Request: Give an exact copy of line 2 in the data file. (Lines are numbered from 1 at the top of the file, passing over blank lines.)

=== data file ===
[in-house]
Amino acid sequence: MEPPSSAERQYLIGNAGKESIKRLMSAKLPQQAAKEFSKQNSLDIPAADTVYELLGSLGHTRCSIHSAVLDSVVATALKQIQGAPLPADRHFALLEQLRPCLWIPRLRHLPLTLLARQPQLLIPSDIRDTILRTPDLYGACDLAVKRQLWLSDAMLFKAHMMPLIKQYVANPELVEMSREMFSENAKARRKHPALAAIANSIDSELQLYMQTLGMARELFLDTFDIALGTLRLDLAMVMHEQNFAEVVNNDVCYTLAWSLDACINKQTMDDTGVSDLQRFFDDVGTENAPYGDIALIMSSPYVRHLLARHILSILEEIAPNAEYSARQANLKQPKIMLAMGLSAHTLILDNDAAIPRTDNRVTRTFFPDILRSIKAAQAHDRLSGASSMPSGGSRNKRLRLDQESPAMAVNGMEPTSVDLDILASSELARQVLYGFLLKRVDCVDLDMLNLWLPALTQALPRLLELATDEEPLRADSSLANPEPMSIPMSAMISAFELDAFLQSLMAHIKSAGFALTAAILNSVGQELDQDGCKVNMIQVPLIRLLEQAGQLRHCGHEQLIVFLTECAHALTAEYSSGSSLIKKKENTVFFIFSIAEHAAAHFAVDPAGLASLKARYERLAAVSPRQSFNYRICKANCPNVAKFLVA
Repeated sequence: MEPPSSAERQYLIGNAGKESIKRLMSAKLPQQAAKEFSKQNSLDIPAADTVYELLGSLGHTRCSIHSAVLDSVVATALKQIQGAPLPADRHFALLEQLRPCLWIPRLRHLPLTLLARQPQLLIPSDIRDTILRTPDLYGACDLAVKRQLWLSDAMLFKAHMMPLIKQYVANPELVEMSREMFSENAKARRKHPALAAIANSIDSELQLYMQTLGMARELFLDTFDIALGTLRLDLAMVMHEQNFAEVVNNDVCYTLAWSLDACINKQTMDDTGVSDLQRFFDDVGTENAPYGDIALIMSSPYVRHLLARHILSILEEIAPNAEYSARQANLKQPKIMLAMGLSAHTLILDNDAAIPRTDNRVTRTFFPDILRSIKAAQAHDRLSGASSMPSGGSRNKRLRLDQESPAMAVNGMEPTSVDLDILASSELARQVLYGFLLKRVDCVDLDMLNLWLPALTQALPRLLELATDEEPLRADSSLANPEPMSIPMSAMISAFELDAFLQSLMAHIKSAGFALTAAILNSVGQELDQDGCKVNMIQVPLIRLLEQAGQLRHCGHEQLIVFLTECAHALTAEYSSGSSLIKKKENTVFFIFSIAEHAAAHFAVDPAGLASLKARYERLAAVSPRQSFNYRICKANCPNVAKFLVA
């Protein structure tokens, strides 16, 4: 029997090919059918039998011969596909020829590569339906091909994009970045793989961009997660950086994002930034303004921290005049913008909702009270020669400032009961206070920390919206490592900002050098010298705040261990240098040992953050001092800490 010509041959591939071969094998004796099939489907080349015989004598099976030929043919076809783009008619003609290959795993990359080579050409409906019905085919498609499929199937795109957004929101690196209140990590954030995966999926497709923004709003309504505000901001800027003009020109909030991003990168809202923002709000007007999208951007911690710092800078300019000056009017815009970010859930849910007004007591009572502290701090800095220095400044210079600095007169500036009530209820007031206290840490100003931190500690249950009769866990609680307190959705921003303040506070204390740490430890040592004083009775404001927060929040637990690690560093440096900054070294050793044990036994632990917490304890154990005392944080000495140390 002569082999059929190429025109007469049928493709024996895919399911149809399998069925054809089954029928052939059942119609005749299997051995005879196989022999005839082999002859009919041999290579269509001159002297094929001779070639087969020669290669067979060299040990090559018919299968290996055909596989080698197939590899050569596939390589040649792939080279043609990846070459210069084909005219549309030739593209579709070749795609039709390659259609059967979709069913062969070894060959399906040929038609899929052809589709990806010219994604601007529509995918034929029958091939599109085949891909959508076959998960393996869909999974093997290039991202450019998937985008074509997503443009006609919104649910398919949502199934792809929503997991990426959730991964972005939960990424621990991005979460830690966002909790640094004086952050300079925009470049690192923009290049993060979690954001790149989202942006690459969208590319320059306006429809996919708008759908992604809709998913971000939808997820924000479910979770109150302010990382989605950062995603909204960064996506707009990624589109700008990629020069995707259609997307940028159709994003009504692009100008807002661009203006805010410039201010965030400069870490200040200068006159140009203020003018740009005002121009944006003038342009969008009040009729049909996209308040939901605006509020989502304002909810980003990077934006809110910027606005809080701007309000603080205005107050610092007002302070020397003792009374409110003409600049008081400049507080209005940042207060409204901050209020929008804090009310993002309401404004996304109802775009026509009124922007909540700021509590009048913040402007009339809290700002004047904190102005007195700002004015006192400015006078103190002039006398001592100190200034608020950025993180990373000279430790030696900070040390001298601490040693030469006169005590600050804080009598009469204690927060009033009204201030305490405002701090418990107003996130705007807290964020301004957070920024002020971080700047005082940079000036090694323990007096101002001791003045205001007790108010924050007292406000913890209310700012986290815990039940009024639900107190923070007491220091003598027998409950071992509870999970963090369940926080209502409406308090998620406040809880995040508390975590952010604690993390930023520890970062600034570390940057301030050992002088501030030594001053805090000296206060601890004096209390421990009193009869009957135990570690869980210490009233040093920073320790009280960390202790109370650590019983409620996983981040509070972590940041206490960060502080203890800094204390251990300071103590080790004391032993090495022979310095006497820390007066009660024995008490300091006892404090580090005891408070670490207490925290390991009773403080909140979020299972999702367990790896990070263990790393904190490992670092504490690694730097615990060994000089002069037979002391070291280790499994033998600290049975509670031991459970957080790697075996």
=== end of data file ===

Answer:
Amino acid sequence: MEPPSSAERQYLIGNAGKESIKRLMSAKLPQQAAKEFSKQNSLDIPAADTVYELLGSLGHTRCSIHSAVLDSVVATALKQIQGAPLPADRHFALLEQLRPCLWIPRLRHLPLTLLARQPQLLIPSDIRDTILRTPDLYGACDLAVKRQLWLSDAMLFKAHMMPLIKQYVANPELVEMSREMFSENAKARRKHPALAAIANSIDSELQLYMQTLGMARELFLDTFDIALGTLRLDLAMVMHEQNFAEVVNNDVCYTLAWSLDACINKQTMDDTGVSDLQRFFDDVGTENAPYGDIALIMSSPYVRHLLARHILSILEEIAPNAEYSARQANLKQPKIMLAMGLSAHTLILDNDAAIPRTDNRVTRTFFPDILRSIKAAQAHDRLSGASSMPSGGSRNKRLRLDQESPAMAVNGMEPTSVDLDILASSELARQVLYGFLLKRVDCVDLDMLNLWLPALTQALPRLLELATDEEPLRADSSLANPEPMSIPMSAMISAFELDAFLQSLMAHIKSAGFALTAAILNSVGQELDQDGCKVNMIQVPLIRLLEQAGQLRHCGHEQLIVFLTECAHALTAEYSSGSSLIKKKENTVFFIFSIAEHAAAHFAVDPAGLASLKARYERLAAVSPRQSFNYRICKANCPNVAKFLVA